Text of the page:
You don’t have to hike a 14er to see the positives of trail work or the contrasting lack of maintenance or trail ethics. A few of my favorite “lower altitude” trails in the Roaring Fork Valley show clear signs of attention or lack thereof. The overuse of the Conundrum Hot Springs has been widely publicized throughout the state. The vistas from this spring, accessed by an 18 mile roundtrip hike up an exquisite valley, are breathtaking in only the way a place removed from a road can be. Unfortunately, the secret got out and now everyone wants the experience which makes sense, but is damaging the trail and destroying the camping area and the spring itself. Local land management agencies are scrambling to decide on the best course of action to prevent a fecal/erosive catastrophe. Other popular trails in the area have received more recent attention including Buckskin Pass. Just shy of 10 miles roundtrip from Maroon Lake and topping out just under 12,500 feet, this pass offers extraordinary views of the Pyramid massif to the east, an interesting diagonal view of the Maroon Bells along the southeastern ridgeline, and sweeping views of Snowmass Mountain, Snowmass Lake, and Capitol Peak to the west. This trail has been subject to steady trail work (mostly maintenance such as rock walls to support switchback corners and water bars for drainage) and is still in excellent condition despite bearing a large portion of the traffic the area receives each summer (estimates suggest upwards of 13,000 people throughout each summer and fall).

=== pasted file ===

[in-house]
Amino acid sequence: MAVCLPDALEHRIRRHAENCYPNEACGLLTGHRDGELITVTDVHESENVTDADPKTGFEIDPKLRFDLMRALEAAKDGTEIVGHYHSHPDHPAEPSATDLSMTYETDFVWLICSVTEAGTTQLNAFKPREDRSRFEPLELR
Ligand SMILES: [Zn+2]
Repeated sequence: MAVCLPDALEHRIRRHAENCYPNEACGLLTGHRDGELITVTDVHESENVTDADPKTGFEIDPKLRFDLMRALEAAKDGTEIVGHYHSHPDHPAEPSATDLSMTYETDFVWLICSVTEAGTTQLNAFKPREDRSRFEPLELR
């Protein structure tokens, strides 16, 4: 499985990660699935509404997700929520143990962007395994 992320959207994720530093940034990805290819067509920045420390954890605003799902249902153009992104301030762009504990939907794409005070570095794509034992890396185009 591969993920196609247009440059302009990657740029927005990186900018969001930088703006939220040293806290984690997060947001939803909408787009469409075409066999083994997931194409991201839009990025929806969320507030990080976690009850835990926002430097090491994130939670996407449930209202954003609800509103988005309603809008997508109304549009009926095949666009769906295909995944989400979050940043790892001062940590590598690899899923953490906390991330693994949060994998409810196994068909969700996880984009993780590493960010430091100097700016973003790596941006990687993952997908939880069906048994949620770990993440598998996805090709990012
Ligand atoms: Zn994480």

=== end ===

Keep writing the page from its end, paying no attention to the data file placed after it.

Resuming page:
On the edge of the Frying Pan Wilderness, slightly west from the top of Independence Pass and north of the highway, you can find two more of my favorite hikes. The Lost Man Loop runs from one trailhead to another, both just off of Highway 82. It is just shy of nine miles and tops out at 12,800 feet. When it’s dry, it is a beautiful hiking trail and an even more beautiful high altitude run. But the trail is an example of mild threading and progressive erosion. When it was first built, drainage systems such as water bars were poorly established which now means that as long as there is any melting snowpack in the either basin, the trail is usually a muddy, wet mess. As a result, many hikers step up and out, just to the side of the trail, and now it’s three times as wide as originally intended. In contrast, the Midway trail, which starts at the lower Lost Man trailhead and branches up to the west, shows signs of meticulous construction, including water bars and careful trail grading despite a track up a steeper slope.